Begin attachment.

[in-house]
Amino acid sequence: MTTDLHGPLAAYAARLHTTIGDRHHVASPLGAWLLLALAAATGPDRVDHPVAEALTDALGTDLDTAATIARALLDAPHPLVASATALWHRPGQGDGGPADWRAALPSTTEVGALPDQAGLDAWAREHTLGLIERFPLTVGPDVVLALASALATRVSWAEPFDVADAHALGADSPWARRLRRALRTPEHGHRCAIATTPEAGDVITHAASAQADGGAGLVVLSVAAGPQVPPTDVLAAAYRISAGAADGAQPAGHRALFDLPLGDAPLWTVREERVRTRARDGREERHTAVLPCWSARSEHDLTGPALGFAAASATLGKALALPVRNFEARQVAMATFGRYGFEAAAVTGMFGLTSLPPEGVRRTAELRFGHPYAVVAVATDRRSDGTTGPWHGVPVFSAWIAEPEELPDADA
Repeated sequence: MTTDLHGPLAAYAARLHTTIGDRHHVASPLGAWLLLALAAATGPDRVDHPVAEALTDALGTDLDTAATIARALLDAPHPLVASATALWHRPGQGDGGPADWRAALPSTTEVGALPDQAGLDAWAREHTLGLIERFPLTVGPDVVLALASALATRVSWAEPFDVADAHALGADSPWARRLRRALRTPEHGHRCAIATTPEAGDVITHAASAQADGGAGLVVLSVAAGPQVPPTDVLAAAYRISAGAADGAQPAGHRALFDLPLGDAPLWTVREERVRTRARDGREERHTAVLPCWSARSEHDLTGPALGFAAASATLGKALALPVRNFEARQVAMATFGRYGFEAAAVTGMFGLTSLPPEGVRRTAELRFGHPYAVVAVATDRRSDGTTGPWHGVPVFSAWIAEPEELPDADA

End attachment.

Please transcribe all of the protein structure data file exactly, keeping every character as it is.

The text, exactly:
[in-house]
Amino acid sequence: MTTDLHGPLAAYAARLHTTIGDRHHVASPLGAWLLLALAAATGPDRVDHPVAEALTDALGTDLDTAATIARALLDAPHPLVASATALWHRPGQGDGGPADWRAALPSTTEVGALPDQAGLDAWAREHTLGLIERFPLTVGPDVVLALASALATRVSWAEPFDVADAHALGADSPWARRLRRALRTPEHGHRCAIATTPEAGDVITHAASAQADGGAGLVVLSVAAGPQVPPTDVLAAAYRISAGAADGAQPAGHRALFDLPLGDAPLWTVREERVRTRARDGREERHTAVLPCWSARSEHDLTGPALGFAAASATLGKALALPVRNFEARQVAMATFGRYGFEAAAVTGMFGLTSLPPEGVRRTAELRFGHPYAVVAVATDRRSDGTTGPWHGVPVFSAWIAEPEELPDADA
Repeated sequence: MTTDLHGPLAAYAARLHTTIGDRHHVASPLGAWLLLALAAATGPDRVDHPVAEALTDALGTDLDTAATIARALLDAPHPLVASATALWHRPGQGDGGPADWRAALPSTTEVGALPDQAGLDAWAREHTLGLIERFPLTVGPDVVLALASALATRVSWAEPFDVADAHALGADSPWARRLRRALRTPEHGHRCAIATTPEAGDVITHAASAQADGGAGLVVLSVAAGPQVPPTDVLAAAYRISAGAADGAQPAGHRALFDLPLGDAPLWTVREERVRTRARDGREERHTAVLPCWSARSEHDLTGPALGFAAASATLGKALALPVRNFEARQVAMATFGRYGFEAAAVTGMFGLTSLPPEGVRRTAELRFGHPYAVVAVATDRRSDGTTGPWHGVPVFSAWIAEPEELPDADA